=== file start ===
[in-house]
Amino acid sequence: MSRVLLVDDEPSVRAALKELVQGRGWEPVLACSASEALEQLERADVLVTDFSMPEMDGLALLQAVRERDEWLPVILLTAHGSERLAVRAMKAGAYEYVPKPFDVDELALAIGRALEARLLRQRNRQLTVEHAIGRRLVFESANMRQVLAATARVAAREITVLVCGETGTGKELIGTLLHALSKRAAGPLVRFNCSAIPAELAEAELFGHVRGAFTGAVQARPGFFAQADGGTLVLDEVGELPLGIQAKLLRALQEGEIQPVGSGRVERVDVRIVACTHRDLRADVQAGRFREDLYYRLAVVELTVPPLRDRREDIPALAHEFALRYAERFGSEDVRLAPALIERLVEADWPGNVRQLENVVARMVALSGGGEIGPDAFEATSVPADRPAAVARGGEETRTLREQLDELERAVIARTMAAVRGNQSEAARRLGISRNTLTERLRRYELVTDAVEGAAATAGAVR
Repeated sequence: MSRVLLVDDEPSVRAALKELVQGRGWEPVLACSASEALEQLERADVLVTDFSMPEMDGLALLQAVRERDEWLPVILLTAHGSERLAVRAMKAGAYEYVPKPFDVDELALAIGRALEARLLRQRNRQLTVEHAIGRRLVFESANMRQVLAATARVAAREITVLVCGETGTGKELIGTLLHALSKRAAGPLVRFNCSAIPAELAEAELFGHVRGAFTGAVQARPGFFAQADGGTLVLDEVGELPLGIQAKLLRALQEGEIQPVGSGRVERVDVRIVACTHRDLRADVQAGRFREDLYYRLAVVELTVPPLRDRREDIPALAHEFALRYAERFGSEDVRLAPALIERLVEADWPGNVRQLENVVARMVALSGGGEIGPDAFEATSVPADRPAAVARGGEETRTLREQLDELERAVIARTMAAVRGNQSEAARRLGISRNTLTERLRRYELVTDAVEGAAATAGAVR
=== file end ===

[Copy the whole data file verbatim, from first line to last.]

[in-house]
Amino acid sequence: MSRVLLVDDEPSVRAALKELVQGRGWEPVLACSASEALEQLERADVLVTDFSMPEMDGLALLQAVRERDEWLPVILLTAHGSERLAVRAMKAGAYEYVPKPFDVDELALAIGRALEARLLRQRNRQLTVEHAIGRRLVFESANMRQVLAATARVAAREITVLVCGETGTGKELIGTLLHALSKRAAGPLVRFNCSAIPAELAEAELFGHVRGAFTGAVQARPGFFAQADGGTLVLDEVGELPLGIQAKLLRALQEGEIQPVGSGRVERVDVRIVACTHRDLRADVQAGRFREDLYYRLAVVELTVPPLRDRREDIPALAHEFALRYAERFGSEDVRLAPALIERLVEADWPGNVRQLENVVARMVALSGGGEIGPDAFEATSVPADRPAAVARGGEETRTLREQLDELERAVIARTMAAVRGNQSEAARRLGISRNTLTERLRRYELVTDAVEGAAATAGAVR
Repeated sequence: MSRVLLVDDEPSVRAALKELVQGRGWEPVLACSASEALEQLERADVLVTDFSMPEMDGLALLQAVRERDEWLPVILLTAHGSERLAVRAMKAGAYEYVPKPFDVDELALAIGRALEARLLRQRNRQLTVEHAIGRRLVFESANMRQVLAATARVAAREITVLVCGETGTGKELIGTLLHALSKRAAGPLVRFNCSAIPAELAEAELFGHVRGAFTGAVQARPGFFAQADGGTLVLDEVGELPLGIQAKLLRALQEGEIQPVGSGRVERVDVRIVACTHRDLRADVQAGRFREDLYYRLAVVELTVPPLRDRREDIPALAHEFALRYAERFGSEDVRLAPALIERLVEADWPGNVRQLENVVARMVALSGGGEIGPDAFEATSVPADRPAAVARGGEETRTLREQLDELERAVIARTMAAVRGNQSEAARRLGISRNTLTERLRRYELVTDAVEGAAATAGAVR